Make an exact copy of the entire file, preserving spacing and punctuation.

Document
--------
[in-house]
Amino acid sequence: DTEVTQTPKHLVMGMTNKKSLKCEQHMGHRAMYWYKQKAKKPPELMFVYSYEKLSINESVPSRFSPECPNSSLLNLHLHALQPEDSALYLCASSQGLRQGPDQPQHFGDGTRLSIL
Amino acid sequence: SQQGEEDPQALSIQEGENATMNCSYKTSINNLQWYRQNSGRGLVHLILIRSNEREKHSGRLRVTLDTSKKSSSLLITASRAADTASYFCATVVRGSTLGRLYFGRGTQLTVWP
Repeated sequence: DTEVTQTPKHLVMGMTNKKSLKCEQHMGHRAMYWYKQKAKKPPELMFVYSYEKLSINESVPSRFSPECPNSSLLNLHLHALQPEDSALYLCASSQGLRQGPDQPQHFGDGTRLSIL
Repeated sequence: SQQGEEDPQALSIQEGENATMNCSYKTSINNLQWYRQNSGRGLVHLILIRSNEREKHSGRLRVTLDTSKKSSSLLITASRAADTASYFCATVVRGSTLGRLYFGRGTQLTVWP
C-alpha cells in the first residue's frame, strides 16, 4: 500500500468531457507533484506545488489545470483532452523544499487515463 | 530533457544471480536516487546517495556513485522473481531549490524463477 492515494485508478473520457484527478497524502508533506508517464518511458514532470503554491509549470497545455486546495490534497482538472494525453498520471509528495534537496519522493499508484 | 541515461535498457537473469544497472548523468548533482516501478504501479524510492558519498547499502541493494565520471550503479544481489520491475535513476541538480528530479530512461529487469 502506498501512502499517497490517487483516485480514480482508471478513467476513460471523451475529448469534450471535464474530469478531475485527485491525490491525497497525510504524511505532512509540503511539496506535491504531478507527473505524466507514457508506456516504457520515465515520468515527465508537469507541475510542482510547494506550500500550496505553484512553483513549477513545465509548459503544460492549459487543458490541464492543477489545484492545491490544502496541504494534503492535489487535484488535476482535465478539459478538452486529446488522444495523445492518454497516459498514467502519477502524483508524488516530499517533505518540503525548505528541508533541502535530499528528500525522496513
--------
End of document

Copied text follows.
[in-house]
Amino acid sequence: DTEVTQTPKHLVMGMTNKKSLKCEQHMGHRAMYWYKQKAKKPPELMFVYSYEKLSINESVPSRFSPECPNSSLLNLHLHALQPEDSALYLCASSQGLRQGPDQPQHFGDGTRLSIL
Amino acid sequence: SQQGEEDPQALSIQEGENATMNCSYKTSINNLQWYRQNSGRGLVHLILIRSNEREKHSGRLRVTLDTSKKSSSLLITASRAADTASYFCATVVRGSTLGRLYFGRGTQLTVWP
Repeated sequence: DTEVTQTPKHLVMGMTNKKSLKCEQHMGHRAMYWYKQKAKKPPELMFVYSYEKLSINESVPSRFSPECPNSSLLNLHLHALQPEDSALYLCASSQGLRQGPDQPQHFGDGTRLSIL
Repeated sequence: SQQGEEDPQALSIQEGENATMNCSYKTSINNLQWYRQNSGRGLVHLILIRSNEREKHSGRLRVTLDTSKKSSSLLITASRAADTASYFCATVVRGSTLGRLYFGRGTQLTVWP
C-alpha cells in the first residue's frame, strides 16, 4: 500500500468531457507533484506545488489545470483532452523544499487515463 | 530533457544471480536516487546517495556513485522473481531549490524463477 492515494485508478473520457484527478497524502508533506508517464518511458514532470503554491509549470497545455486546495490534497482538472494525453498520471509528495534537496519522493499508484 | 541515461535498457537473469544497472548523468548533482516501478504501479524510492558519498547499502541493494565520471550503479544481489520491475535513476541538480528530479530512461529487469 502506498501512502499517497490517487483516485480514480482508471478513467476513460471523451475529448469534450471535464474530469478531475485527485491525490491525497497525510504524511505532512509540503511539496506535491504531478507527473505524466507514457508506456516504457520515465515520468515527465508537469507541475510542482510547494506550500500550496505553484512553483513549477513545465509548459503544460492549459487543458490541464492543477489545484492545491490544502496541504494534503492535489487535484488535476482535465478539459478538452486529446488522444495523445492518454497516459498514467502519477502524483508524488516530499517533505518540503525548505528541508533541502535530499528528500525522496513